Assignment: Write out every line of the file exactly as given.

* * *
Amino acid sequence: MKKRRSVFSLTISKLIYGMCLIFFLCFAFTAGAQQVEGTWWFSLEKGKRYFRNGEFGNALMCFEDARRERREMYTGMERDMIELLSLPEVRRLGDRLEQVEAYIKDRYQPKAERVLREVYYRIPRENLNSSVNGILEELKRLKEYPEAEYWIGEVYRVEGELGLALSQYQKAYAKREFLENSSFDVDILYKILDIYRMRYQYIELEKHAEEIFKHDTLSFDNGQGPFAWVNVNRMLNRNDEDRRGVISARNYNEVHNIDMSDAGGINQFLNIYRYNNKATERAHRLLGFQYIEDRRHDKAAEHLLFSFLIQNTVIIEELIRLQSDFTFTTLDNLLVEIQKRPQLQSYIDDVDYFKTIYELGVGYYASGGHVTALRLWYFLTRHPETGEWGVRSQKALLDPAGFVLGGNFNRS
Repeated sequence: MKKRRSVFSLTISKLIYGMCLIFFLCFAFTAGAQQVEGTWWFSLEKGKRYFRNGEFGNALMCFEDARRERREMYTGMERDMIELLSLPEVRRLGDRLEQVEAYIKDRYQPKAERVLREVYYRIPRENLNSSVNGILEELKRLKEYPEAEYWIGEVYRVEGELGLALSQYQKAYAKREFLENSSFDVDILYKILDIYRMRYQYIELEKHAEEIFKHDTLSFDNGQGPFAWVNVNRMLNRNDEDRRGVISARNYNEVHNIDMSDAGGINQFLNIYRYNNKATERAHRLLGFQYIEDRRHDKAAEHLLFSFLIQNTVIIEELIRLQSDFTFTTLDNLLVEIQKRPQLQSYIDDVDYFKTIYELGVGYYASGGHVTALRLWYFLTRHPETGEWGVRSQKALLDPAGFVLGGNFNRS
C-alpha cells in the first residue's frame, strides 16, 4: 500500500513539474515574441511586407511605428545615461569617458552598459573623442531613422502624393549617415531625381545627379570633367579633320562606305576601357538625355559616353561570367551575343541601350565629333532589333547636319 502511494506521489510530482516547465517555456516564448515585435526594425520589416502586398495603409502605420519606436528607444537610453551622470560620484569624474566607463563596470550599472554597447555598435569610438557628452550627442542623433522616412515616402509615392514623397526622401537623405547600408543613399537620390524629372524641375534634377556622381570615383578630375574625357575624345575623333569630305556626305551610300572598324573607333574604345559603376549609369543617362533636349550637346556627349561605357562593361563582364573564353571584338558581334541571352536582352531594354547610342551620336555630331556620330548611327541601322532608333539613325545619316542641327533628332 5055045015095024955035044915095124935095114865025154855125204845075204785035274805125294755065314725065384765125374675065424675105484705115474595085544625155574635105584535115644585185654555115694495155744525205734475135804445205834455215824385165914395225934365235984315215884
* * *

Amino acid sequence: MKKRRSVFSLTISKLIYGMCLIFFLCFAFTAGAQQVEGTWWFSLEKGKRYFRNGEFGNALMCFEDARRERREMYTGMERDMIELLSLPEVRRLGDRLEQVEAYIKDRYQPKAERVLREVYYRIPRENLNSSVNGILEELKRLKEYPEAEYWIGEVYRVEGELGLALSQYQKAYAKREFLENSSFDVDILYKILDIYRMRYQYIELEKHAEEIFKHDTLSFDNGQGPFAWVNVNRMLNRNDEDRRGVISARNYNEVHNIDMSDAGGINQFLNIYRYNNKATERAHRLLGFQYIEDRRHDKAAEHLLFSFLIQNTVIIEELIRLQSDFTFTTLDNLLVEIQKRPQLQSYIDDVDYFKTIYELGVGYYASGGHVTALRLWYFLTRHPETGEWGVRSQKALLDPAGFVLGGNFNRS
Repeated sequence: MKKRRSVFSLTISKLIYGMCLIFFLCFAFTAGAQQVEGTWWFSLEKGKRYFRNGEFGNALMCFEDARRERREMYTGMERDMIELLSLPEVRRLGDRLEQVEAYIKDRYQPKAERVLREVYYRIPRENLNSSVNGILEELKRLKEYPEAEYWIGEVYRVEGELGLALSQYQKAYAKREFLENSSFDVDILYKILDIYRMRYQYIELEKHAEEIFKHDTLSFDNGQGPFAWVNVNRMLNRNDEDRRGVISARNYNEVHNIDMSDAGGINQFLNIYRYNNKATERAHRLLGFQYIEDRRHDKAAEHLLFSFLIQNTVIIEELIRLQSDFTFTTLDNLLVEIQKRPQLQSYIDDVDYFKTIYELGVGYYASGGHVTALRLWYFLTRHPETGEWGVRSQKALLDPAGFVLGGNFNRS
C-alpha cells in the first residue's frame, strides 16, 4: 500500500513539474515574441511586407511605428545615461569617458552598459573623442531613422502624393549617415531625381545627379570633367579633320562606305576601357538625355559616353561570367551575343541601350565629333532589333547636319 502511494506521489510530482516547465517555456516564448515585435526594425520589416502586398495603409502605420519606436528607444537610453551622470560620484569624474566607463563596470550599472554597447555598435569610438557628452550627442542623433522616412515616402509615392514623397526622401537623405547600408543613399537620390524629372524641375534634377556622381570615383578630375574625357575624345575623333569630305556626305551610300572598324573607333574604345559603376549609369543617362533636349550637346556627349561605357562593361563582364573564353571584338558581334541571352536582352531594354547610342551620336555630331556620330548611327541601322532608333539613325545619316542641327533628332 5055045015095024955035044915095124935095114865025154855125204845075204785035274805125294755065314725065384765125374675065424675105484705115474595085544625155574635105584535115644585185654555115694495155744525205734475135804445205834455215824385165914395225934365235984315215884